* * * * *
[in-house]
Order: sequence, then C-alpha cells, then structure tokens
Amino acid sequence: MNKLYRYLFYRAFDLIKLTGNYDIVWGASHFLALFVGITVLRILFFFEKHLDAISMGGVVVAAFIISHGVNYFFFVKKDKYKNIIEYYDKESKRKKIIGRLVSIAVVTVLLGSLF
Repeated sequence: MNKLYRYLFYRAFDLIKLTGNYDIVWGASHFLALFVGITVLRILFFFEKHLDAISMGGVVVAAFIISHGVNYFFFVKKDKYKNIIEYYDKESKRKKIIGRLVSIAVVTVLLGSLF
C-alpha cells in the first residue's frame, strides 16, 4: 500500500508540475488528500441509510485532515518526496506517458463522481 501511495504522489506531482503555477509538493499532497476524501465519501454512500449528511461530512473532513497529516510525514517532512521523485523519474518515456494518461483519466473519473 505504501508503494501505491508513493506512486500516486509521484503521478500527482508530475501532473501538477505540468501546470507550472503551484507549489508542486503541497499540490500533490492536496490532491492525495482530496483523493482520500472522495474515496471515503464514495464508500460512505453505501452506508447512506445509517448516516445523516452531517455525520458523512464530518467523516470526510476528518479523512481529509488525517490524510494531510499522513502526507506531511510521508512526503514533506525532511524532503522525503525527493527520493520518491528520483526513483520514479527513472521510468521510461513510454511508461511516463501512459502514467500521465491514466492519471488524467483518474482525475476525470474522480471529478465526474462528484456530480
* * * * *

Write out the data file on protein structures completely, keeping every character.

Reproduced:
[in-house]
Order: sequence, then C-alpha cells, then structure tokens
Amino acid sequence: MNKLYRYLFYRAFDLIKLTGNYDIVWGASHFLALFVGITVLRILFFFEKHLDAISMGGVVVAAFIISHGVNYFFFVKKDKYKNIIEYYDKESKRKKIIGRLVSIAVVTVLLGSLF
Repeated sequence: MNKLYRYLFYRAFDLIKLTGNYDIVWGASHFLALFVGITVLRILFFFEKHLDAISMGGVVVAAFIISHGVNYFFFVKKDKYKNIIEYYDKESKRKKIIGRLVSIAVVTVLLGSLF
C-alpha cells in the first residue's frame, strides 16, 4: 500500500508540475488528500441509510485532515518526496506517458463522481 501511495504522489506531482503555477509538493499532497476524501465519501454512500449528511461530512473532513497529516510525514517532512521523485523519474518515456494518461483519466473519473 505504501508503494501505491508513493506512486500516486509521484503521478500527482508530475501532473501538477505540468501546470507550472503551484507549489508542486503541497499540490500533490492536496490532491492525495482530496483523493482520500472522495474515496471515503464514495464508500460512505453505501452506508447512506445509517448516516445523516452531517455525520458523512464530518467523516470526510476528518479523512481529509488525517490524510494531510499522513502526507506531511510521508512526503514533506525532511524532503522525503525527493527520493520518491528520483526513483520514479527513472521510468521510461513510454511508461511516463501512459502514467500521465491514466492519471488524467483518474482525475476525470474522480471529478465526474462528484456530480